Nothing like taking a break on a long trip—for, say, 10,000 years. That's how long the first human settlers stayed in Beringia—the region that once bridged Siberia and Alaska—before inhabiting North America about 15,000 years ago, according to a new scientific paper by University of Utah researchers. Until now, scientists thought the vast tract of land was a treeless tundra unable to support much human life, but new drilling samples sourced from the Bering Sea and Alaskan bogs show insect and plant fossils, along with pollen, which suggest that shrubs, trees, and even animals may have lived there, National Geographic reports.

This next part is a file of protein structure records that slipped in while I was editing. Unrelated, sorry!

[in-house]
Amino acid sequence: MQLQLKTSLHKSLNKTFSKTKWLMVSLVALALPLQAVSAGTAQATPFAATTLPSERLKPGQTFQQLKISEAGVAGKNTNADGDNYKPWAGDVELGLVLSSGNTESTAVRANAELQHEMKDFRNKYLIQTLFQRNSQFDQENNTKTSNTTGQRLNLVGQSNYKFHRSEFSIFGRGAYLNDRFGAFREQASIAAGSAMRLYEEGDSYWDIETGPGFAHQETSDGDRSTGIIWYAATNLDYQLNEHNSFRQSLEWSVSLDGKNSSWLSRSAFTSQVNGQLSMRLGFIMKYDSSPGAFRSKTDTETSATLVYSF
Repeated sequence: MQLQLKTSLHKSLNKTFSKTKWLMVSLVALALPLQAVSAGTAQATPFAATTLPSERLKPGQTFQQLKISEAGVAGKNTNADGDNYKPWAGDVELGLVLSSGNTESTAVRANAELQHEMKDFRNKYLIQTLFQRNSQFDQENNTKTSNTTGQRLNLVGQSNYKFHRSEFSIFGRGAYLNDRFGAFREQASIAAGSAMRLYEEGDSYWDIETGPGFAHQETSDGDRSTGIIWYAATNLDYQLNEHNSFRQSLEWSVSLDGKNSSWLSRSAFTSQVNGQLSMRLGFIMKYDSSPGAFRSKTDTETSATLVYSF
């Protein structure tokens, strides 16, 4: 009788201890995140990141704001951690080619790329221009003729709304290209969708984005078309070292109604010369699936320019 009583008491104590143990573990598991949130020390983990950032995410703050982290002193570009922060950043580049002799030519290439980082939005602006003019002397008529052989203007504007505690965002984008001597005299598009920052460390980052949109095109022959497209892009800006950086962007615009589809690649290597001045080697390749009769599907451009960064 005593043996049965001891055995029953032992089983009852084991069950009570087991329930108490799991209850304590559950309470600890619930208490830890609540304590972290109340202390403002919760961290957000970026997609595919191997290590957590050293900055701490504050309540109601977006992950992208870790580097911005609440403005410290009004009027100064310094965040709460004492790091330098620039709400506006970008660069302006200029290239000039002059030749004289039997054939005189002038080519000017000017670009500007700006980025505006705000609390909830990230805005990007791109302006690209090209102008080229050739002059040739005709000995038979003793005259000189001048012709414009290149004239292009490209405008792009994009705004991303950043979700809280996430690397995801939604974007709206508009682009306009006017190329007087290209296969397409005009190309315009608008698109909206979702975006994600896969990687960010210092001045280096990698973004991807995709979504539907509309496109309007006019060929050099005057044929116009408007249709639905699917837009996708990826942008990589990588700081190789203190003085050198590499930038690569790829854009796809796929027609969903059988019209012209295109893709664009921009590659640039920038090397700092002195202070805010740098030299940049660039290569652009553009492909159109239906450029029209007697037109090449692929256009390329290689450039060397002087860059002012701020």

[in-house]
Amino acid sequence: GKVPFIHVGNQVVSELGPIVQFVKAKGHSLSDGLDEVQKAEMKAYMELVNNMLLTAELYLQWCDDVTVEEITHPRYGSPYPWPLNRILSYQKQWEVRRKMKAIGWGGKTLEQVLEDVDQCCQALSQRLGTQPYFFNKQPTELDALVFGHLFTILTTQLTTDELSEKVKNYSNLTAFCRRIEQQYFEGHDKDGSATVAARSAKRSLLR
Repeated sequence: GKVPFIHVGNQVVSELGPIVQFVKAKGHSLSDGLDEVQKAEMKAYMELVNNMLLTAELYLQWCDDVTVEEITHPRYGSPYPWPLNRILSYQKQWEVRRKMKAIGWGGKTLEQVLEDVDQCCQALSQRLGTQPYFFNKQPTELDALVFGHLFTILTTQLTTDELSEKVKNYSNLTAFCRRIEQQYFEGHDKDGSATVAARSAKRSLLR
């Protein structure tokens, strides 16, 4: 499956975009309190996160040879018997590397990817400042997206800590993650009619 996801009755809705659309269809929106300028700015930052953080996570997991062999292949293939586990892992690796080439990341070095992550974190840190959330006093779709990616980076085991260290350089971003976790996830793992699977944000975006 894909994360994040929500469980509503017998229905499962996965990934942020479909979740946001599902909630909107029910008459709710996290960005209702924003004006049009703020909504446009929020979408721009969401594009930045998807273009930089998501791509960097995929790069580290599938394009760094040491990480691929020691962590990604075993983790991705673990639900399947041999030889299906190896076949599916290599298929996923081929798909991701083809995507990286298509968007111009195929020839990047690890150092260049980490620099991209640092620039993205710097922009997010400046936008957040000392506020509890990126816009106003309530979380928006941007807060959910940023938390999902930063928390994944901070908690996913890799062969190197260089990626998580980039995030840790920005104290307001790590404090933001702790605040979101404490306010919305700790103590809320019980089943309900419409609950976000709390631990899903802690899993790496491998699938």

"It was an area where people could have had resources, lived, and persisted through the last glacial maximum in Beringia," says co-author Dennis O’Rourke, UNews reports. The stopover theory also explains why Native American DNA differs from that of Asian ancestors: Settlers had time to develop their own genetic blueprint in isolation. No evidence of human settlement has yet been found in Beringia, but O'Rourke attributes that to melting glaciers that submerged the lowland areas where he suspects the land favorable to habitation would have been located. Still, he admits, his theory remains just that until archaeological evidence is discovered—which he thinks might be possible in "low-lying portions" of Alaska and Russia's eastern Chukotka. (In related news, an infant's DNA speaks to the origins of the first Americans.)